If you have been reading this blog for awhile, you may have noticed that I usually refrain from participating in blog wars or from diving into controversy stirring in other corners of cyberspace. I feel these "conversations" do little to actually promote redemptive discussions. But a recent review about the new movie, "Sex and the City," from fellow-writer and singleton Camerin Courtney has been weighing heavily on my heart. Knowing how Google makes it possible to be alerted to whatever is being said about you anywhere on the Internet, I'm sure she will see this. If so, I hope my words will convey that I do not want to demean her personally, but I do want to engage with her perspective.
Camerin published a generally positive review about this movie, including the following phrases:
- "The package suffers without Carrie's usual wrestling with and posing of an intriguing question. Those queries often elevated the show from mere fashionable fluff or soft-core porn."
- "I could've done without the 'man-izing' and definitely without the nudity, when I rented the original version. But it was refreshing to have a single woman's sexuality acknowledged."
- "Yes, materialism and hedonism abound."
- "All of this said, there is a lot of sex and nudity in the movie. Be warned: There's a threesome, a naked man in a shower, some steamy makeup sex. The sex scenes between married folk are somewhat less offensive, but there were too many times when it seemed that the producers were simply trying to shock."
In her own words, this movie and the "randy" television show it is based on, are soft-core porn with a liberal dose of materialism applied. I think we are all in agreement about that description.
So the next question is why this kind of material rates three stars and a shrug in a review published by a magazine that claims to provide "news analysis and commentary from a biblical perspective," Christianity Today. (Full disclosure: I, too, have written for this publication.)
My answer is that the pot with the proverbial frog has boiled over. The changes that have come about with the introduction of "sex positive" or "porn positive" third-wave feminism, beginning in the early 1990s, have now so thoroughly permeated our culture that even evangelicals fail to see the trend or the danger. "Sex and the City" is a showcase for these values wrapped up designer clothes and tottering on expensive shoes.
Before the charges of "prude" are leveled in my direction, let me be clear that I totally believe in "sex positivism." As in the wonderful design for sex given to us by God and celebrated in erotic fashion in Song of Solomon. And I do think that churches by and large have camped out on the "just say no" message for so long that we've obscured clear, biblically-grounded messages on sexuality.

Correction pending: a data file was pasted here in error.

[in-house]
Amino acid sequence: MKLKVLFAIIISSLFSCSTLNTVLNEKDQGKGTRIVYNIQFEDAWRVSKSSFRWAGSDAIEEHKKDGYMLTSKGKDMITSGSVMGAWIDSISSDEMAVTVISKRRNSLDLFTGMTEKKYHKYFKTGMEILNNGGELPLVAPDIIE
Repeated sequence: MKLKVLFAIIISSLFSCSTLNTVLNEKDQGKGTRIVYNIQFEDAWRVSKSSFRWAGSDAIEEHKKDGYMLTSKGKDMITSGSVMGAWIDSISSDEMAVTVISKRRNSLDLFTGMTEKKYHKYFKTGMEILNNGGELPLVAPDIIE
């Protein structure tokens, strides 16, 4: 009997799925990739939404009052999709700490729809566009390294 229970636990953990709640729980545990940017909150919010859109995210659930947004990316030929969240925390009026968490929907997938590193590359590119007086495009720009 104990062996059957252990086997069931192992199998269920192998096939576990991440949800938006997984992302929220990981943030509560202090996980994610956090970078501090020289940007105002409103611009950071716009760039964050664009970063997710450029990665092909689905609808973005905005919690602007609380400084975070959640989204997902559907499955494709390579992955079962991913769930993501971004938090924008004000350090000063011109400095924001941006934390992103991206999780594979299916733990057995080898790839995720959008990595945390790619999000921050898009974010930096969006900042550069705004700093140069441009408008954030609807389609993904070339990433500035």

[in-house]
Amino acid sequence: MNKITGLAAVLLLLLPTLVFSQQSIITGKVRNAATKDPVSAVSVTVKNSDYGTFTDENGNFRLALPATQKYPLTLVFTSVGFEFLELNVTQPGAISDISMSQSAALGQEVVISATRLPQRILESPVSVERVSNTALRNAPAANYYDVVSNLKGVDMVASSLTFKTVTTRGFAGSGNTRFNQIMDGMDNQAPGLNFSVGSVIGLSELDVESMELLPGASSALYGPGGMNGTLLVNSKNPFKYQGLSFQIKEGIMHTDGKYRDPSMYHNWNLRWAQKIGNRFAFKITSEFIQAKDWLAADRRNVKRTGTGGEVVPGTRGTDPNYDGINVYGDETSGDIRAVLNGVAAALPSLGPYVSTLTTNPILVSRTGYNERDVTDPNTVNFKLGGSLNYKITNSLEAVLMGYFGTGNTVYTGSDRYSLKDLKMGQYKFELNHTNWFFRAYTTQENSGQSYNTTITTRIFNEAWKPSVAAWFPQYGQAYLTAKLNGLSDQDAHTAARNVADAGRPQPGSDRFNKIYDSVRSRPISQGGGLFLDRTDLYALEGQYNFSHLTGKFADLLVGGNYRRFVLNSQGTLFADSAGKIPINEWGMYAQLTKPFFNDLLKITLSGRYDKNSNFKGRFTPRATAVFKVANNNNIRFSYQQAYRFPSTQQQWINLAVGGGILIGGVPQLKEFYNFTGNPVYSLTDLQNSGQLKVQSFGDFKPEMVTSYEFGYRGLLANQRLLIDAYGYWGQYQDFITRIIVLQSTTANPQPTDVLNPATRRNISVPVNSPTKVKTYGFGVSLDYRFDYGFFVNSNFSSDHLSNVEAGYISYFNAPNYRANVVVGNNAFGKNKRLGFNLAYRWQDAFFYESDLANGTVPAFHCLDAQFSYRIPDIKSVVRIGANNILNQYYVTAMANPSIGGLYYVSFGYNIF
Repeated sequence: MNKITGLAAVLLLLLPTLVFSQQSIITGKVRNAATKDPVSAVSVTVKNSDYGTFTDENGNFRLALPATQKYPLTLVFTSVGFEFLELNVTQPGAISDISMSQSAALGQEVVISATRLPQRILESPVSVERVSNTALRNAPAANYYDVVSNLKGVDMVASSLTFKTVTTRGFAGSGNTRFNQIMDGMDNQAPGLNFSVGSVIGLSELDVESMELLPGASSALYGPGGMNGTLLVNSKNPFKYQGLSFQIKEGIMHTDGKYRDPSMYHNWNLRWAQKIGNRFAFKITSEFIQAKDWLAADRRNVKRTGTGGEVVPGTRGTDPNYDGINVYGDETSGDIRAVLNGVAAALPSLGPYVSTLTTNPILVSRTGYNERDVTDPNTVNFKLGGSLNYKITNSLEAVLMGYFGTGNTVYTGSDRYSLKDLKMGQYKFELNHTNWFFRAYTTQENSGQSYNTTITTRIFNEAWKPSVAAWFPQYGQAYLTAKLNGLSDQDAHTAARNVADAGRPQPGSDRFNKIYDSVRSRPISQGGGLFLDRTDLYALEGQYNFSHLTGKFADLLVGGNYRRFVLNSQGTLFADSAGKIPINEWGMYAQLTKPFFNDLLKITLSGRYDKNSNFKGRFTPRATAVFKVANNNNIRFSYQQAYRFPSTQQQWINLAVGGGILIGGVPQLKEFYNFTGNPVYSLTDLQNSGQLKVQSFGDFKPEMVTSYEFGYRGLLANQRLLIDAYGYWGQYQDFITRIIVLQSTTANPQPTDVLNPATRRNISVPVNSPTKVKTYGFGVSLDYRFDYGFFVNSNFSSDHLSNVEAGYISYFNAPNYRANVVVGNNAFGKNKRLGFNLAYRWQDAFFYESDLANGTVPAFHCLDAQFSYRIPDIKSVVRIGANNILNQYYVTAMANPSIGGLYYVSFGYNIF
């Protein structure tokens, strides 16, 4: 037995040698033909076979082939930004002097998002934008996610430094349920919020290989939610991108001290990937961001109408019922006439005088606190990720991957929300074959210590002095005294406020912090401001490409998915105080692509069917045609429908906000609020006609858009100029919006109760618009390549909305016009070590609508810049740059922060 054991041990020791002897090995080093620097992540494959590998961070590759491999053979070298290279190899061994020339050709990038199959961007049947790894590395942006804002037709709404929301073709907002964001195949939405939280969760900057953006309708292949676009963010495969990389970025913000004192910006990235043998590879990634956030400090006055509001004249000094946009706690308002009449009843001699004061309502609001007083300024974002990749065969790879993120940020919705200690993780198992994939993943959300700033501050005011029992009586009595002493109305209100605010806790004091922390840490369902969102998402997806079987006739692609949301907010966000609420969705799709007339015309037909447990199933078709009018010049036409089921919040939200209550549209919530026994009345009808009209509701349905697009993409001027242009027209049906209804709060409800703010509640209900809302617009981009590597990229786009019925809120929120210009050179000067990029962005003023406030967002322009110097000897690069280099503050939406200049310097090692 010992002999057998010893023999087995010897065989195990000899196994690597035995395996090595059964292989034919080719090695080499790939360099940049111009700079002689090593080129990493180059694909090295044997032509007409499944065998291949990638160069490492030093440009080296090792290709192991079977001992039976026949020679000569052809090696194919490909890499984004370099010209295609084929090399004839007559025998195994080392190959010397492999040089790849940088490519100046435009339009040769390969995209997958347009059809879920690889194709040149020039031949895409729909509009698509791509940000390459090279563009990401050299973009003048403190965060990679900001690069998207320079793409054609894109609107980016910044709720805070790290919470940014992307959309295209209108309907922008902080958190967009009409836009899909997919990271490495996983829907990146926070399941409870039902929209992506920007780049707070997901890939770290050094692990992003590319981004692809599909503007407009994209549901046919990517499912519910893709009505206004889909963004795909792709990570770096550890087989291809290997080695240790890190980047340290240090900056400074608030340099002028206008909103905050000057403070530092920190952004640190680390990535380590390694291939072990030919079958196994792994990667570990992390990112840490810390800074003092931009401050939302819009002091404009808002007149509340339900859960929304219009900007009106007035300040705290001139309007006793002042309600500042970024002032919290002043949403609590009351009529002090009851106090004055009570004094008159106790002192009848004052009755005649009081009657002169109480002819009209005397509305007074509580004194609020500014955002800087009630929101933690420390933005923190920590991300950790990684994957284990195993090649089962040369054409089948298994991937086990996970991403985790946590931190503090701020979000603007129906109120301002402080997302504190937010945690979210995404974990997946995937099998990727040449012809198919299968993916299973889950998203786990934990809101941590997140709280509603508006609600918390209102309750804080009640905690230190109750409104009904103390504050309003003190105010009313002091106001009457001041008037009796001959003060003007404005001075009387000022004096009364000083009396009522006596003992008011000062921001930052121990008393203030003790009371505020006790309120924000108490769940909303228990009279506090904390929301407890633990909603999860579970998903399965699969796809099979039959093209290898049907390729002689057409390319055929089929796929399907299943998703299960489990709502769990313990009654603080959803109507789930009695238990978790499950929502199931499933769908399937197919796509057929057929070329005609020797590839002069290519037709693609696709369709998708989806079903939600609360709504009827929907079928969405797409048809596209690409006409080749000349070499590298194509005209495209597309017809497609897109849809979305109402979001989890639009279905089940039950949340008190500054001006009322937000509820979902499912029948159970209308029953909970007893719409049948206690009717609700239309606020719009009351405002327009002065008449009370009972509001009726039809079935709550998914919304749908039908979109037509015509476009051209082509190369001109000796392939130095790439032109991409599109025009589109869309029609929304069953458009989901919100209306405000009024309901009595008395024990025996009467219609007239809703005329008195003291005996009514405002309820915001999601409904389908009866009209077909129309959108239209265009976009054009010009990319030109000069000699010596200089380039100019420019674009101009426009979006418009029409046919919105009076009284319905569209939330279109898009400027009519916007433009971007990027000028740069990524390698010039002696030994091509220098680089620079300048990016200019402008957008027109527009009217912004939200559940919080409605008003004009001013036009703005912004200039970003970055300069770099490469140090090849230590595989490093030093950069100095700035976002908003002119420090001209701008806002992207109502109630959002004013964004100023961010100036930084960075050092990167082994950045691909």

But I don't think watching "Sex and the City" is either helpful for obtaining this clarity or God-honoring. And I think it is particularly unhelpful for single Christians. I can relate to the frustration that Camerin express when she writes: "And, like the TV series, the film offers much that will resonate with singles—and yes, even Christians—who see themselves not just as a demographic in a Barna poll but as sexual beings who wrestle with balancing loneliness and a desire for romantic love with a commitment to purity and platitudes like 'true love waits.' (And waits. And waits.)"
Girl, I hear you on the waiting. I know all about that. But I fail to understand how filling one's eyes and mind with depictions of sexual sin makes it any easier to wait. In fact, I think it has a direct correlation on why so many are still waiting for marriage. Monogamous commitment to one flesh-and-blood person is hard to initiate or maintain with the visual feast of flesh that we so casually accept.
The Bible says we all stumble in various ways (James 3:2). I am one such stumbler, who has received grace and mercy for my sins. I am not calling out anyone from a self-righteous standard. But I am concerned that we are imbibing so much worldliness in our entertainment that we are losing sensitivity to sin. David wrote, "I will set before my eyes no vile thing" (Ps.101:3). Of all people, David knew that what we look at--what we consume with our eyes--affects our souls. He took one look at Bathsheba and lust, adultery, murder, and loss followed for the one who was called "a man after God's own heart." Now David's sin is forever contained in Scripture. How humbling that must be.
Let's not forget it, however, as we are all made from the same stuff. If we fill our eyes with immorality, adultery, materialism, hedonism, back-biting, and self-centeredness, we will inevitably emulate some or all of these traits and approve those who practice them (Romans 1:32). And let me gently observe here that financially supporting movies such as these is tacit approval. Box office receipts are how Hollywood measures support.
As Christians, we are called to be a people set apart for God's glory. We're not set apart because we're any better than anyone else. In fact, being a Christian means you know that you are a sinner in need of a Savior. But if we're a people set apart, there should be something distinctively different about our lives--even down to the movies we watch and recommend.